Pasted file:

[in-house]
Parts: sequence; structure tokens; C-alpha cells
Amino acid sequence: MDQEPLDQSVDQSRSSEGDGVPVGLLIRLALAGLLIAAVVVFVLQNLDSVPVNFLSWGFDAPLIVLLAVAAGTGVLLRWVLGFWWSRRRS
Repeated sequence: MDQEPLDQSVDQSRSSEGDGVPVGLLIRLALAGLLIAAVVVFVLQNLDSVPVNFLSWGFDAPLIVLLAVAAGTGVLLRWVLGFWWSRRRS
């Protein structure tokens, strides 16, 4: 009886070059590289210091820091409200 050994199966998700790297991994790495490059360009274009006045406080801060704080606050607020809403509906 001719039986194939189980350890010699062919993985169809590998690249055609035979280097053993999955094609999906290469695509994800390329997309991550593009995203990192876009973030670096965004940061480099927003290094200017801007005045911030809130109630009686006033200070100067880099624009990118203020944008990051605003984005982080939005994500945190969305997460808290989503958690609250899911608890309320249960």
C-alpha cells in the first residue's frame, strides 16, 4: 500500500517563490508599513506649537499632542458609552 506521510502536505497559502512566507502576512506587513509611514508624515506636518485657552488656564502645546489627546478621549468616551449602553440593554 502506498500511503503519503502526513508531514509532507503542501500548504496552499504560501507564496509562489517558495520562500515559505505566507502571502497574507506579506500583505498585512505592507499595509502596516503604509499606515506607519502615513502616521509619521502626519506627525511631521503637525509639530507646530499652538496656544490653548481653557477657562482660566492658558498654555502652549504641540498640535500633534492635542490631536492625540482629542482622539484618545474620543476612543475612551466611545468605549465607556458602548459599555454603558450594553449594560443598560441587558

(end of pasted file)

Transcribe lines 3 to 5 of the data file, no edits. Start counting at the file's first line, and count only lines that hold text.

Amino acid sequence: MDQEPLDQSVDQSRSSEGDGVPVGLLIRLALAGLLIAAVVVFVLQNLDSVPVNFLSWGFDAPLIVLLAVAAGTGVLLRWVLGFWWSRRRS
Repeated sequence: MDQEPLDQSVDQSRSSEGDGVPVGLLIRLALAGLLIAAVVVFVLQNLDSVPVNFLSWGFDAPLIVLLAVAAGTGVLLRWVLGFWWSRRRS
């Protein structure tokens, strides 16, 4: 009886070059590289210091820091409200 050994199966998700790297991994790495490059360009274009006045406080801060704080606050607020809403509906 001719039986194939189980350890010699062919993985169809590998690249055609035979280097053993999955094609999906290469695509994800390329997309991550593009995203990192876009973030670096965004940061480099927003290094200017801007005045911030809130109630009686006033200070100067880099624009990118203020944008990051605003984005982080939005994500945190969305997460808290989503958690609250899911608890309320249960």